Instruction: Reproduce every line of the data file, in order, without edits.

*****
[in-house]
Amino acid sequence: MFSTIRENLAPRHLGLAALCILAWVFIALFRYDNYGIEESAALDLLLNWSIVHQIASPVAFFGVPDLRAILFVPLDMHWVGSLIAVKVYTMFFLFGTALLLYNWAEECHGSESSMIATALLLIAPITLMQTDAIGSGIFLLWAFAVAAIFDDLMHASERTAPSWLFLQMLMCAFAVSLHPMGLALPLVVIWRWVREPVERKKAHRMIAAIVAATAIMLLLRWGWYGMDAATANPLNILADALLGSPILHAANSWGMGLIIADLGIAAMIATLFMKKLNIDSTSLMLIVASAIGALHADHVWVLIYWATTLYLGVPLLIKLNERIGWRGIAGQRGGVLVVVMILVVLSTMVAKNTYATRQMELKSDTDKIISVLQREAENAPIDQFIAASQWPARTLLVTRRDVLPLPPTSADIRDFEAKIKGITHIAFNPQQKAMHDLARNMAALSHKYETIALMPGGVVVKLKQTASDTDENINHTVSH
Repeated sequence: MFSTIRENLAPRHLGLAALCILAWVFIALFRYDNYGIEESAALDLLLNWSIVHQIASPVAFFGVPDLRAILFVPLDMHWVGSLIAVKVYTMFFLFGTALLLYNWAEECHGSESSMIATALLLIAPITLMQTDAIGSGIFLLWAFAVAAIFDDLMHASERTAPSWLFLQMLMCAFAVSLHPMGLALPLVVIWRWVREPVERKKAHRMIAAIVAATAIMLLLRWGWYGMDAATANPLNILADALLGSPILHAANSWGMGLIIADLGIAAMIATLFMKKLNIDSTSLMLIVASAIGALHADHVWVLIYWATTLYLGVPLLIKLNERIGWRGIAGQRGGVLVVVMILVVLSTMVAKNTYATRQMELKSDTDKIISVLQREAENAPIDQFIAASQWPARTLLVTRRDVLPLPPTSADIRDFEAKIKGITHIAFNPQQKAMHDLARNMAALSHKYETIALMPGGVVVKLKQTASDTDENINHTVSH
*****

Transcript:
[in-house]
Amino acid sequence: MFSTIRENLAPRHLGLAALCILAWVFIALFRYDNYGIEESAALDLLLNWSIVHQIASPVAFFGVPDLRAILFVPLDMHWVGSLIAVKVYTMFFLFGTALLLYNWAEECHGSESSMIATALLLIAPITLMQTDAIGSGIFLLWAFAVAAIFDDLMHASERTAPSWLFLQMLMCAFAVSLHPMGLALPLVVIWRWVREPVERKKAHRMIAAIVAATAIMLLLRWGWYGMDAATANPLNILADALLGSPILHAANSWGMGLIIADLGIAAMIATLFMKKLNIDSTSLMLIVASAIGALHADHVWVLIYWATTLYLGVPLLIKLNERIGWRGIAGQRGGVLVVVMILVVLSTMVAKNTYATRQMELKSDTDKIISVLQREAENAPIDQFIAASQWPARTLLVTRRDVLPLPPTSADIRDFEAKIKGITHIAFNPQQKAMHDLARNMAALSHKYETIALMPGGVVVKLKQTASDTDENINHTVSH
Repeated sequence: MFSTIRENLAPRHLGLAALCILAWVFIALFRYDNYGIEESAALDLLLNWSIVHQIASPVAFFGVPDLRAILFVPLDMHWVGSLIAVKVYTMFFLFGTALLLYNWAEECHGSESSMIATALLLIAPITLMQTDAIGSGIFLLWAFAVAAIFDDLMHASERTAPSWLFLQMLMCAFAVSLHPMGLALPLVVIWRWVREPVERKKAHRMIAAIVAATAIMLLLRWGWYGMDAATANPLNILADALLGSPILHAANSWGMGLIIADLGIAAMIATLFMKKLNIDSTSLMLIVASAIGALHADHVWVLIYWATTLYLGVPLLIKLNERIGWRGIAGQRGGVLVVVMILVVLSTMVAKNTYATRQMELKSDTDKIISVLQREAENAPIDQFIAASQWPARTLLVTRRDVLPLPPTSADIRDFEAKIKGITHIAFNPQQKAMHDLARNMAALSHKYETIALMPGGVVVKLKQTASDTDENINHTVSH